Hey there!! Welcome to Coach Tip Tuesday!!
Today I’d like to talk with you all about how not all things are created equal. I’ve talked this through with almost every athlete who I’ve coached over the years, so it strikes me as something that’s incredibly important to share and discuss.
There’s a lot of creativity that goes into a training plan, both in the construction of it (which is what a coach does) and the execution of it (which is what an athlete does). A coach needs to be creative in the sense that they need to figure out the best way to design a plan that both fits into the athlete’s life and that will set them up for success. An athlete needs to be creative with how the plan is incorporated into their life, and that includes how, when, and where they get those workouts in.
A lot of athletes assume that miles are miles, or that hours are hours in terms of getting things in workout-wise. This isn’t always the case. For instance, almost every triathlete who I have ever coached has brought up using spin or stationary bikes at a gym to get their scheduled rides in. After a learning curve on my end, I learned that this isn’t a great idea. Why not?? Isn’t a bike a bike?? Nope, folks, it’s not. If you ride a bicycle, it is drastically different than a spin bike or a stationary bike. First and foremost, the bike at the gym hasn’t been fit to you. Secondly, the stance width (the distance between your two pedals) is significantly different on a stationary or spin bike than it is on your bicycle. As such, using a stationary or spin bike puts the athlete at higher risk for injury, and it also doesn’t allow the athlete to develop the muscular endurance needed to sustain their bike fit or for the event that they’re training for. Using a stationary or spin bike is not the same thing as training on the athlete’s own bicycle.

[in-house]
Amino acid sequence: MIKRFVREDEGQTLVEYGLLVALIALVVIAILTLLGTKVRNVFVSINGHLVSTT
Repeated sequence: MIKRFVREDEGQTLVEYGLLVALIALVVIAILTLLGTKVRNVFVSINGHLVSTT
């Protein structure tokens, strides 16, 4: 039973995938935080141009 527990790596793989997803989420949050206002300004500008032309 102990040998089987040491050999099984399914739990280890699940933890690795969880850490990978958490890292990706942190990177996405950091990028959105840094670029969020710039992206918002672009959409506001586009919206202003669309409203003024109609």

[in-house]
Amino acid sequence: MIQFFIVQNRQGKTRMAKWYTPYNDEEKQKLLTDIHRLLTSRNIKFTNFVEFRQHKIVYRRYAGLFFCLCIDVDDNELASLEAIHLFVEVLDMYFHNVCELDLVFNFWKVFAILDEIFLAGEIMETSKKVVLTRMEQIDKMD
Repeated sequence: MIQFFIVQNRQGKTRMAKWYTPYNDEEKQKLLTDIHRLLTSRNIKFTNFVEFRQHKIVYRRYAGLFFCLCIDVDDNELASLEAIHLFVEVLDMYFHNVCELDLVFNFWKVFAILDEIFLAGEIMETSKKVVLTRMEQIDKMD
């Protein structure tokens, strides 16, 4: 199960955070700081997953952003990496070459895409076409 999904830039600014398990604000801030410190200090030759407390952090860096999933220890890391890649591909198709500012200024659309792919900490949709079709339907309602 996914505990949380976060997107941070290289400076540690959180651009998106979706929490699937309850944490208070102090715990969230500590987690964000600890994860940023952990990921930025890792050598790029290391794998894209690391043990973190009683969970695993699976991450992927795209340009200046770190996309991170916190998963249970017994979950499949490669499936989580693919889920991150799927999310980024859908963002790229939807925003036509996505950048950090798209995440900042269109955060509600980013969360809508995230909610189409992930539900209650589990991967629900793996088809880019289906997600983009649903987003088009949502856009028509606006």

Treadmills are obviously a very popular toll for runners and triathletes alike. While they certainly do have their benefits, the biggest thing to bear in mind about treadmills is that they run the athlete; the athlete does not run the treadmill. What do I mean by this?? The speed of the belt is what is determining the athlete’s speed, and by extension, the athlete’s running form, cadence, etc.; the athlete is not actually in charge, so to speak. Additionally, the surface of a treadmill is very different than asphalt, concrete, or dirt trails. Both of these things are really important to note since running races and triathlons take place outside, on various terrain. For optimal success, it’s necessary to train the body to absorb the impact forces that it will experience on race day, and to sustain the form and pacing that the athlete desires on race day.
There are countless other examples of now things are not all created equal in training; these are merely the most common ones that I’ve encountered as a coach. Now, don’t read this and think that I’m saying never, ever to use these tools. If it’s a choice between skipping a workout entirely versus getting it in, even if it’s not the “ideal” way to get it in, then there is some value in using them, as long as the risk to the athlete isn’t too high. I talk a lot about the three pillars of training (frequency, consistency, and self-awareness) with all athletes who I work for. Today’s theme speaks to the pillar of consistency: It’s important that you train consistently how you are going to be racing. So this Tuesday, like all Coach Tip Tuesdays, I want to get you all thinking about things that you might not have considered before, and ultimately, I want to help you be able to make the best choices possible for you to be able to reach your goals. So this week, know that things are not all created equal, and use that to guide your choices so you’re set up for success. :)
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